After a stomach-wrenching drop in early October, chief investment officer Julian Chillingworth takes stock. A correction doesn’t mean it’s time to cut and run from stock markets.
Comforting for financial advisers will likely be that of all the findings from the Rathbones’ value of DFM report discussed so far, data which reveals the positive impact a third-party investment manager has on client relationships.
David Coombs tried as hard as he could to buy a suit from the high street, but they just weren’t selling. Our multi-asset investments head worries deep-seated problems are behind poor performance from UK retailers.
Whether rolling cheese down a hill, braving the chaos of a Spanish fiesta or investing in the stock market, you should always take precautions, argues Will McIntosh-Whyte, assistant manager of our multi-asset funds.
If deciding to take on the services of a discretionary fund manager (DFM) is a big decision, then scouting out the most suitable firm to partner with is another kettle of fish altogether for many financial advisers.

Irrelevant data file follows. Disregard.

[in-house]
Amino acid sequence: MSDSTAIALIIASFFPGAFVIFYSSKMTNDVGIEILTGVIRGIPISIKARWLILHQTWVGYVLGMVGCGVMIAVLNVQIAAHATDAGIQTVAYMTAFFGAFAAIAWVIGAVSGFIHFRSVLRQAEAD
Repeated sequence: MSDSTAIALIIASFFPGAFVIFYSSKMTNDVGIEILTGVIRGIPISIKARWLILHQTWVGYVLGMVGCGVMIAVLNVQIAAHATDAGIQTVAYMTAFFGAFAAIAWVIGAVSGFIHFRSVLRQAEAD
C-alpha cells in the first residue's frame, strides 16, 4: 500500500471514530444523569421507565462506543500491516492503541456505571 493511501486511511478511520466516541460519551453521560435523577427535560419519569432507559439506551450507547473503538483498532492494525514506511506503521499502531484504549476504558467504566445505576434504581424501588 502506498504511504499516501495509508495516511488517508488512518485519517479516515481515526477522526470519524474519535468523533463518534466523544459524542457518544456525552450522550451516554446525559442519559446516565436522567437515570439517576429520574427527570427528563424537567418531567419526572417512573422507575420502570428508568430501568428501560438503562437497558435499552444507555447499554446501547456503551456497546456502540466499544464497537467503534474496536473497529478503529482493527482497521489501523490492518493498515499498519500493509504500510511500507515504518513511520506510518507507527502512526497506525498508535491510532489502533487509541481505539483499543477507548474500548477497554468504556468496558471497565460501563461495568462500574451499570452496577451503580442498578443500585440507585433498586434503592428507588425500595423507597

The burden of regulation hangs heavily over the world of financial services, and with the introduction of yet another swathe of rules under MiFID II in January this year the demands on adviser time is only set to grow greater still.
Ten years on from the nationalisation of virtually the whole UK banking sector, it’s now a much safer place to invest. Banks may not be the racy investments they were pre-crisis, but David Coombs, our head of multi-asset investments, explains why boring may be good when it comes to banks.
A hefty jump in US Treasury yields seems the most likely reason for October’s abrupt sell-off. But chief investment officer Julian Chillingworth finds it hard to believe the US economy is about to keel over, given recent data, and believes equities – while volatile – should remain the place to be for the foreseeable future.